1) Restoring key provisions of the Salary Act of 1919 the clerks of the US courts under the authority of the US Attorney General.
At the time, conditions in the US courts were described in the US Congress as "a burlesque", and the Salary Act was credited as a key measure for restoration of integrity of the US Courts. It restored the role of the clerks as checks and balancesvis a vis judicial corruption, which was their reason for existence since the late middle ages. However, by the mid 20th century the clerks were again placed under the authority of the judiciary.

2) Enactment of federal rules for electronic court records.
The evidence shows that the clerks of the courts today do not deem themselves accountable for the integrity of electronic court records, both the case management systems of the courts and the online public access systems. The systems were implemented over the past two-three decades in both state and federal courts. In the process, a sea-change was introduced in court procedures, which had been established for centuries, and were the core of Due Process. However, all courts that were examined, without exception, failed to publish Rules of Courts pertaining to the new procedures, in alleged violation of Due Process rights. Moreover, all courts that were examined deny public access to various records in the electronic case management systems in alleged violation of First Amendment rights. Therefore, the US Congress should perform its duties and establish the systems by law. Implicit in such laws should be the requirement for publicly and legally accountable validation (certified, functional logic verification) of such systems prior to their implementation.

3) The public at large and in particular computing professionals must assume their civic duties in ongoing monitoring of the integrity of electronic court records.
The First Amendment right to inspect and to copy judicial records was reaffirmed by the US Supreme Court in Nixon v Warner Communications, Inc (1978) as inherent to the First Amendment. In doing so, the US Supreme Court said that the right was necessary for the public "to keep a watchful eye on government". Today, the public must keep a watchful eye particularly on electronic court records. No other measures could substitute for public scrutiny of court records in safeguarding the integrity of the courts.

LINKS:[1] 10-07-01 In re:Fine v Sheriff (09-A827) Complaint against US Supreme Court Counsel Danny Bickell Alleging Public Corruption and Deprivation of Rights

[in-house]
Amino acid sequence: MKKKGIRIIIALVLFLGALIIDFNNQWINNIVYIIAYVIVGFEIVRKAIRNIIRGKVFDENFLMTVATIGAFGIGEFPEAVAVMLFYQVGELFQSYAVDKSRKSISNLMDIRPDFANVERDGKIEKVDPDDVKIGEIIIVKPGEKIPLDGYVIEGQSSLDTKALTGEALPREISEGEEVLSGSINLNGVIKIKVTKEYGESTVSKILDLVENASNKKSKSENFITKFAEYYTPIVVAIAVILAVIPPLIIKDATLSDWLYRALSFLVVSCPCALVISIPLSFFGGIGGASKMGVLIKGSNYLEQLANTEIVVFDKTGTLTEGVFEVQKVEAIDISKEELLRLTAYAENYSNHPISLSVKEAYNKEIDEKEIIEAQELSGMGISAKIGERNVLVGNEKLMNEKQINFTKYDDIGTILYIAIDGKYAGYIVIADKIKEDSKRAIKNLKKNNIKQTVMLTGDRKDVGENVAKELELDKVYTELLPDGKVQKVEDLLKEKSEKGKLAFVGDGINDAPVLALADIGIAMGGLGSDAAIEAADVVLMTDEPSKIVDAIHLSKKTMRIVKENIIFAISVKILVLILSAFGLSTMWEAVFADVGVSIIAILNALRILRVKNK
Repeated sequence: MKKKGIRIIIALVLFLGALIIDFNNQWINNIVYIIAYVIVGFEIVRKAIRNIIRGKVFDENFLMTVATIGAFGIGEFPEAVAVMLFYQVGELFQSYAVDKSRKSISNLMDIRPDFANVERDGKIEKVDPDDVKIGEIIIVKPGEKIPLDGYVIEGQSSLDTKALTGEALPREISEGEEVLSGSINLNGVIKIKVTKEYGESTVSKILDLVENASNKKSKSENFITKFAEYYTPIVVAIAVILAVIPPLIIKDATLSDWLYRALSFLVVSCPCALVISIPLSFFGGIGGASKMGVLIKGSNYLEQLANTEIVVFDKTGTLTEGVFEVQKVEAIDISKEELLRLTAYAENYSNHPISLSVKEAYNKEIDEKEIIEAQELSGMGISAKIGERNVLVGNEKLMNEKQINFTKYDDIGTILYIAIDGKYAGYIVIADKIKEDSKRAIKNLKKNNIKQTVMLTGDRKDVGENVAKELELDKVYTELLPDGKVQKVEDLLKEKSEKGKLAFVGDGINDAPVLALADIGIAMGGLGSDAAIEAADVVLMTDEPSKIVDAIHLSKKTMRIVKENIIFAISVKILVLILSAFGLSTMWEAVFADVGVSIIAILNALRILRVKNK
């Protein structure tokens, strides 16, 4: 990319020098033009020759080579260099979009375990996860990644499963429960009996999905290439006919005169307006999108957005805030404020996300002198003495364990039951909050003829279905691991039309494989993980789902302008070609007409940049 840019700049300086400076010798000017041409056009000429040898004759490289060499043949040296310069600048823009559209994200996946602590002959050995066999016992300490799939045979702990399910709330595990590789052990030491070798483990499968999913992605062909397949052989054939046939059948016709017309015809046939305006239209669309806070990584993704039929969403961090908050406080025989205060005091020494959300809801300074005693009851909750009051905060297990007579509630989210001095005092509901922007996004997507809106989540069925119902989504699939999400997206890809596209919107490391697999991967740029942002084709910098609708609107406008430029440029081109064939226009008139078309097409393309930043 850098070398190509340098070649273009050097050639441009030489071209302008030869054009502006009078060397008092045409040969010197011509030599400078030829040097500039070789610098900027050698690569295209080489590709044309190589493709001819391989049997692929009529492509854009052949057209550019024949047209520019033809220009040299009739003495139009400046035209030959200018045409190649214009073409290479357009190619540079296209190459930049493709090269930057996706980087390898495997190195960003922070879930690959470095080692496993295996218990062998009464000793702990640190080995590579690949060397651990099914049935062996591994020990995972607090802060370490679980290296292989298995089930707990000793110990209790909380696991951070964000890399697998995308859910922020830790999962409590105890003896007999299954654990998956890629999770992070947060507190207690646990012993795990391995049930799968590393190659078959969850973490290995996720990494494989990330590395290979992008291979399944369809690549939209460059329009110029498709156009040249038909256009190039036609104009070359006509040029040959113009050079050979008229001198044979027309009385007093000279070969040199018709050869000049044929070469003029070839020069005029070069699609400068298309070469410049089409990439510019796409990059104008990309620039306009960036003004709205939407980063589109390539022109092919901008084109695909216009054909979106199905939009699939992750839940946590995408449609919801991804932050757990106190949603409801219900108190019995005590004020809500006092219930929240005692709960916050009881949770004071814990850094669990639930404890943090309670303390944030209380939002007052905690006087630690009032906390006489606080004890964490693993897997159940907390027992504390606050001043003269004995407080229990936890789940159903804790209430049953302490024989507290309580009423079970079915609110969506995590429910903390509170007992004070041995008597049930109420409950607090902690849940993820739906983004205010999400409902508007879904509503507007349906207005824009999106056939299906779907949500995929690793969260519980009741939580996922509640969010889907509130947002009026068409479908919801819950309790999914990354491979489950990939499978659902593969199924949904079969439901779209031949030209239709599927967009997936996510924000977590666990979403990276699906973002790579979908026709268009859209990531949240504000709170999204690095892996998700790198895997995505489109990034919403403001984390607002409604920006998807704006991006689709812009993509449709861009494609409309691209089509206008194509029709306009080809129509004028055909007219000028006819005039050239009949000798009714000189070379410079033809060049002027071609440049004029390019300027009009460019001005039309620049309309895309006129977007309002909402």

[2] 10-11-25 William Suter - Clerk of the Supreme Court of the United States - Evidence of Public Corruption
[3] 10-12-05-Windsor-v-Maid-of-the-Mist-Corporation-et-al (10-411) in-the-Supreme-Court-of-the-United-States-Crooked-Courts-and-Order-Entered-s
[4] 10-12-10-Maid-of-the-Mist-Corporation-et-al-v-William-Windsor-1-06-cv-00714-in-the-US-District-Court-Northern-District-of-Georgia-Compiled-records
[5] 12-12-11-Maid-of-the-Mist-Corporation-et-al-v-William-Windsor-10-10139-in-the-US-Court-of-Appeals-11th-Circuit-Compiled-Records-of-Appeal-s
[6] 10-03-22-Fine-v-Sheriff-09-A827-Copy-of-the-Application-from-US-Supreme-Court-file-failing-to-show-note-of-its-March-12-2010-denial-by-Justice-Ken
[7] Fine-v-Sheriff-09-A827-US-Supreme-Court-online-docket-showing-March-12-2010-denial-by-Justice-Kennedy-s
[8] 10-04-22-Fine-v-Sheriff-09-A827-Zernik-Declaration-Re-Danny-Bickell-and-Filing-at-the-US-Supreme-Court
[9] 10-07-01-In-re-Fine-v-Sheriff-09-A827-Complaint-against-US-Supreme-Court-Counsel-Danny-Bickell-Alleging-Public-Corruption-and-Deprivation-of-Rig
[10] 10-08-26-Fine-v-Baca-09-A827-at-the-Supreme-Court-of-the-United-States-Declaration-of-Joseph-Zernik-Re-Letter-dated-April-29-2010-by-Supreme-Co
[11] 10-04-21-Fine-v-Sheriff-09-A827-in-the-US-Supreme-Court-List-of-Orders-for-March-8-15-2010-failing-to-show-the-March-12-2010-denial-of-Fine-v
[12] 10-07-21-Taitz-v-MacDonald-10-A56-at-the-US-Supreme-Court-Failure-of-Associate-Justice-Clarence-Thomas-to-dispose-of-a-matter-before-him-s
[13] 10-07-25-Taitz-v-Macdonald-10-A56-at-the-Supreme-Court-of-the-United-States-Records-of-Denial-of-the-Application-s